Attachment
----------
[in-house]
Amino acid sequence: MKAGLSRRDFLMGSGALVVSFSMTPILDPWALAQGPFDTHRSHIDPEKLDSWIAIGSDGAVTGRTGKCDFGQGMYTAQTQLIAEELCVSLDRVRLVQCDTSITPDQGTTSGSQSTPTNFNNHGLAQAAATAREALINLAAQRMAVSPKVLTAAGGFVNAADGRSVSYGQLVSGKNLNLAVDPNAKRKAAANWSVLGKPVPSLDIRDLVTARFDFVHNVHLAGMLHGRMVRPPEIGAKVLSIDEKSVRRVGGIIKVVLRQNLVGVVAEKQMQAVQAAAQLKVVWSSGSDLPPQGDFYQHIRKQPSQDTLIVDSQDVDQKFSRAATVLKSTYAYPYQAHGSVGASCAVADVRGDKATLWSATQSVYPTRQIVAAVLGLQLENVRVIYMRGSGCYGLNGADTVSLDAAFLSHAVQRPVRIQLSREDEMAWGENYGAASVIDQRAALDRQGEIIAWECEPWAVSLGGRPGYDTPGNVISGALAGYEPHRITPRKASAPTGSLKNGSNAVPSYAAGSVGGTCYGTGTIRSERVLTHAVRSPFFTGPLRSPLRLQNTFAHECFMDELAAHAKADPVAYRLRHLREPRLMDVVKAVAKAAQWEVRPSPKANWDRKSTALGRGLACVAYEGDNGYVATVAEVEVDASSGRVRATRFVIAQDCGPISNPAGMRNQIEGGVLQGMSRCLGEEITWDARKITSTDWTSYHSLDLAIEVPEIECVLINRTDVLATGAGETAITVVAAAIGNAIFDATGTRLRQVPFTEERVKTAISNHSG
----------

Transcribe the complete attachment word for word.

[in-house]
Amino acid sequence: MKAGLSRRDFLMGSGALVVSFSMTPILDPWALAQGPFDTHRSHIDPEKLDSWIAIGSDGAVTGRTGKCDFGQGMYTAQTQLIAEELCVSLDRVRLVQCDTSITPDQGTTSGSQSTPTNFNNHGLAQAAATAREALINLAAQRMAVSPKVLTAAGGFVNAADGRSVSYGQLVSGKNLNLAVDPNAKRKAAANWSVLGKPVPSLDIRDLVTARFDFVHNVHLAGMLHGRMVRPPEIGAKVLSIDEKSVRRVGGIIKVVLRQNLVGVVAEKQMQAVQAAAQLKVVWSSGSDLPPQGDFYQHIRKQPSQDTLIVDSQDVDQKFSRAATVLKSTYAYPYQAHGSVGASCAVADVRGDKATLWSATQSVYPTRQIVAAVLGLQLENVRVIYMRGSGCYGLNGADTVSLDAAFLSHAVQRPVRIQLSREDEMAWGENYGAASVIDQRAALDRQGEIIAWECEPWAVSLGGRPGYDTPGNVISGALAGYEPHRITPRKASAPTGSLKNGSNAVPSYAAGSVGGTCYGTGTIRSERVLTHAVRSPFFTGPLRSPLRLQNTFAHECFMDELAAHAKADPVAYRLRHLREPRLMDVVKAVAKAAQWEVRPSPKANWDRKSTALGRGLACVAYEGDNGYVATVAEVEVDASSGRVRATRFVIAQDCGPISNPAGMRNQIEGGVLQGMSRCLGEEITWDARKITSTDWTSYHSLDLAIEVPEIECVLINRTDVLATGAGETAITVVAAAIGNAIFDATGTRLRQVPFTEERVKTAISNHSG